Such an instrument can be used to detect hazardous chemicals, pollutants and threats in the water, "seeing" water in the same way as a snake does. The special fiber sensors make it possible to monitor the quality of water in a remote location, such as a lake, a river, or a pipeline, and detect trace amounts of contaminants in real time, adds Prof. Katzir. Water management executives in Florida's Everglades and officials in Germany are among those who have expressed an interest in using the technology.
Skyscrapers in New York City a Likely Point of Attack
"Toxic materials are readily available as pesticides or herbicides in the agriculture industry, and can be harmful if consumed even in concentrations as low as few parts per million," says Prof. Katzir.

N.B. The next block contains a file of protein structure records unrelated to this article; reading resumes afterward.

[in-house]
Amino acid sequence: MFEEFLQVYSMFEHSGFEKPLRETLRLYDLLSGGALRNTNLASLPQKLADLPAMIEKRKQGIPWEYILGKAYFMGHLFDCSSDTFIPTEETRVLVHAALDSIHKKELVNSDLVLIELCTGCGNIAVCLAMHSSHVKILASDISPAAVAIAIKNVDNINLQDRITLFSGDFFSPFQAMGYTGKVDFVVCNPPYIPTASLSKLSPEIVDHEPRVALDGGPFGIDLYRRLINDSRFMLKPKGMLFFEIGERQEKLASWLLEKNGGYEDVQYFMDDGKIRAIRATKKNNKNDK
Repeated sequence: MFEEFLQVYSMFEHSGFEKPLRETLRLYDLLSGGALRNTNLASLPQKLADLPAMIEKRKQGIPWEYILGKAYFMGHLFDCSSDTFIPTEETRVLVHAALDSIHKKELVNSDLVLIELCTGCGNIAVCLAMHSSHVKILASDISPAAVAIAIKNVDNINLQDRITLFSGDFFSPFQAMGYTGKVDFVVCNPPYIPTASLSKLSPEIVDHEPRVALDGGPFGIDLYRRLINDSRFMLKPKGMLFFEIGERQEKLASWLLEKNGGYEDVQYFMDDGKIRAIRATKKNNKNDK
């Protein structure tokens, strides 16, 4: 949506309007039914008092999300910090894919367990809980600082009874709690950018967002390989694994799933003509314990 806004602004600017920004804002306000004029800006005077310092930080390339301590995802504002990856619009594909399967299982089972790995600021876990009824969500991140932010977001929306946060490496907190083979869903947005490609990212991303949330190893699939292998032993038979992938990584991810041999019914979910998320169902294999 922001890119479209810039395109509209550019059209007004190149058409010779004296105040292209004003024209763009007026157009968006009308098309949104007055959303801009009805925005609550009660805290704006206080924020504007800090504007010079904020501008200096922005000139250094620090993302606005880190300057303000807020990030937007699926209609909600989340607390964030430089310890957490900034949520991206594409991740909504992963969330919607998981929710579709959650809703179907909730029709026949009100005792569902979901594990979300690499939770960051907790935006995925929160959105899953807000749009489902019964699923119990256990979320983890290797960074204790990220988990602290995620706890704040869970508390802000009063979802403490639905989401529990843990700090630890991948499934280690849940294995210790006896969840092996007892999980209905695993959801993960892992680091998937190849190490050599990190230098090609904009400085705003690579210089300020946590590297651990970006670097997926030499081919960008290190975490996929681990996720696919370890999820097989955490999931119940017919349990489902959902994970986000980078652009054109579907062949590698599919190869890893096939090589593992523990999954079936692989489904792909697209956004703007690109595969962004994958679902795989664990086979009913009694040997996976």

Cities like New York are especially susceptible to a chemoterrorist threat. With many skyscrapers holding water reserves on the top of the building, a terrorist only needs to introduce poison into a tank to wreak havoc. "A terrorist wouldn't have to kill tens of thousands of people. Only 50 deaths ― as horrible as that would be ― would cause nationwide panic."
Currently, water authorities in America test water reservoirs usually once every day or two, with no system in place to detect chemical threats instantaneously. "This new system can cut millions of dollars from the cost of testing water manually." The fiber sensors developed by Prof. Katzir are made of insoluble, non-toxic, and biocompatible materials. "You can eat them and nothing will happen to you," he notes.
Prof. Katzir's determination to fight terrorism through science has a personal side as well. His father, world-renowned scientist Prof. Aharon Katzir, was assassinated by the Japanese Red Army in a terror attack in 1
|Contact: George Hunka|
American Friends of Tel Aviv University